Paul Heywood and Elizabeth Johnson raise important questions in a recent journal article about Transparency International’s corruption assessment methodology; it deserves close attention by consumers and producers of any type of corruption assessment. The purpose of a corruption assessment is to determine where a country is falling short in the fight against corruption and what more it needs to do. It is the backbone of any national anticorruption policy, providing both a roadmap for reform and a gauge for measuring progress, and with a wrong map or inaccurate gauge, the chances the policy will curb corruption are slight.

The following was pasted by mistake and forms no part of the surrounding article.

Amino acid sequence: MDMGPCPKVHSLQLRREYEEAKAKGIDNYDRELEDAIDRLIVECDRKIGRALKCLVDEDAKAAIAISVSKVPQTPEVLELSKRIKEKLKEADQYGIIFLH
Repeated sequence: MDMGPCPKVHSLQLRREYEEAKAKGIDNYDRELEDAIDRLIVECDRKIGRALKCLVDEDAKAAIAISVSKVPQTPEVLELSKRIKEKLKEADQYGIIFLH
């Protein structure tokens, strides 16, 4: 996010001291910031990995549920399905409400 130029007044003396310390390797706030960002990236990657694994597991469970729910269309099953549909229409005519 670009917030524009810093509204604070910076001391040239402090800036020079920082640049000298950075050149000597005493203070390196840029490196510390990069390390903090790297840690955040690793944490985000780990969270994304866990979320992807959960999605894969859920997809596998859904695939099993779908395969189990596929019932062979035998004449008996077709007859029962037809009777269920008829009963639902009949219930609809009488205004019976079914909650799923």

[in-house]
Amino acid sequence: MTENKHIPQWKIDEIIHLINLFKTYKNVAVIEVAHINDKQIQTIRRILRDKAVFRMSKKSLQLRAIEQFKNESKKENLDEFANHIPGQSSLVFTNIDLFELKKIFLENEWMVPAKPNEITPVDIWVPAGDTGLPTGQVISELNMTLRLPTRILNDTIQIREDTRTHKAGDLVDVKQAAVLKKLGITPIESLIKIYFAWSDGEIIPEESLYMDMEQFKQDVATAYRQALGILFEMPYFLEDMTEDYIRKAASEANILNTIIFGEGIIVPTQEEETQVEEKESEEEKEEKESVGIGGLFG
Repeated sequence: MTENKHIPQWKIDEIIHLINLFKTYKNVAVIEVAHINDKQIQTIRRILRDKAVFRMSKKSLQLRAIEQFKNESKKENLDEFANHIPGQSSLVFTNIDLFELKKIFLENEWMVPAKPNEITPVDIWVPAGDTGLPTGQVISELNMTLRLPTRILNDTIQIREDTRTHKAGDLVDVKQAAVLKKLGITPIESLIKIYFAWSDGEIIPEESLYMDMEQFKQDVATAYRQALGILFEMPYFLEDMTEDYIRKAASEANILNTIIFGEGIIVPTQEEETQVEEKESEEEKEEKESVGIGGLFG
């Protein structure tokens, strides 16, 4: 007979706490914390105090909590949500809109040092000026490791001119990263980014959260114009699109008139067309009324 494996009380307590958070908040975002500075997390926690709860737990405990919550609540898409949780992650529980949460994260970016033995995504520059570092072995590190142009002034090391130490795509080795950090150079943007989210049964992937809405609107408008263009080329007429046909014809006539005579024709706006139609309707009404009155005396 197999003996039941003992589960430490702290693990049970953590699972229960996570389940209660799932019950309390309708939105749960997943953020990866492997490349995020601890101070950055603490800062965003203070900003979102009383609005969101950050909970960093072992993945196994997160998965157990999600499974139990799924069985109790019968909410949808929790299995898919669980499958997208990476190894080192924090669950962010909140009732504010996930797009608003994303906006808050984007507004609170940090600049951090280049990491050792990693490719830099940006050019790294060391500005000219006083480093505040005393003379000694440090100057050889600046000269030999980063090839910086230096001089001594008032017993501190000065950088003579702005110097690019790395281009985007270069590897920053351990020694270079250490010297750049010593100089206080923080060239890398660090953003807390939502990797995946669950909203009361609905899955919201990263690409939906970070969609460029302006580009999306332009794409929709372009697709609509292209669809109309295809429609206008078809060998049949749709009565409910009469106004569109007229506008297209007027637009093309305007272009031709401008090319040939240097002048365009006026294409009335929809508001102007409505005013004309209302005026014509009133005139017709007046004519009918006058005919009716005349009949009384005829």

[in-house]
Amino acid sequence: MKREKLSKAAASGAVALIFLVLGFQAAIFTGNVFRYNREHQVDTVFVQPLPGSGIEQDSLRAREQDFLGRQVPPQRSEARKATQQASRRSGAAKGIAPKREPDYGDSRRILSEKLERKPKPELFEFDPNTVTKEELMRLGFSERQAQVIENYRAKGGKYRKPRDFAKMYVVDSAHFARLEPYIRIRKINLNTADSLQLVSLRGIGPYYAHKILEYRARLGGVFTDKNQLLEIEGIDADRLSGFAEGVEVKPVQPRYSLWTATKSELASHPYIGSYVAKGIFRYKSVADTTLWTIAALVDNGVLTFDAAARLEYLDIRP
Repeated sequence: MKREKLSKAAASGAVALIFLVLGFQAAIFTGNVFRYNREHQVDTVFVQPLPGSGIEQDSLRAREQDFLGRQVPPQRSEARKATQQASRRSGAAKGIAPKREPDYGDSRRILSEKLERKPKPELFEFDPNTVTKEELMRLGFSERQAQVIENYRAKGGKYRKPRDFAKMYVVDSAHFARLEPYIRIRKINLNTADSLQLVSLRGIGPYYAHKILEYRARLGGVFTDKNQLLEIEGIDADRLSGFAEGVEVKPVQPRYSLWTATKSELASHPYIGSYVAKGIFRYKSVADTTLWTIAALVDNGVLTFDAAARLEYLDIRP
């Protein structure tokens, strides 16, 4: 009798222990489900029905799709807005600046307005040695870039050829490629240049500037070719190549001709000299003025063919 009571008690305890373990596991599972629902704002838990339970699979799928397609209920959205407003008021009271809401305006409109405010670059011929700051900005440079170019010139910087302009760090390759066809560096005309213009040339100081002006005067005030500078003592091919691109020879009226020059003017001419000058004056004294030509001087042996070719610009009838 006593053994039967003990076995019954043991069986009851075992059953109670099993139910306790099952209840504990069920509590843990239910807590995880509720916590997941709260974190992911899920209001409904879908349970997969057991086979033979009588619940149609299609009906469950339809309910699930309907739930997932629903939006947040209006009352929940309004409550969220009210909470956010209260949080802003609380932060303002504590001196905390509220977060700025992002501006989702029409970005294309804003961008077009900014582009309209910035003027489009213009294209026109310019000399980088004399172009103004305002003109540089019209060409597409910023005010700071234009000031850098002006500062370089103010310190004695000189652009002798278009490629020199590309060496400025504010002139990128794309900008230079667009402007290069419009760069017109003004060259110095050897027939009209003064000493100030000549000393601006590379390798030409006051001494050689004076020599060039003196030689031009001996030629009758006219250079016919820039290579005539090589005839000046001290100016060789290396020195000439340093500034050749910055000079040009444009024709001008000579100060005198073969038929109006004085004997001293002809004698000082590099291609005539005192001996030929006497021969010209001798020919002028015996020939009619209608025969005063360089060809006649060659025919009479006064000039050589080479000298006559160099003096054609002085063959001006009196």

TI calls its corruption assessment method the National Integrity System (NIS). One of the more than 500 different corruption assessment methodologies (or “tools” in anticorruption jargon) now in use, it is among the oldest and most widely used. Since 2001, it has been an input into anticorruption policy in over 100 countries. Heywood and Johnson find it has four weaknesses – Continue reading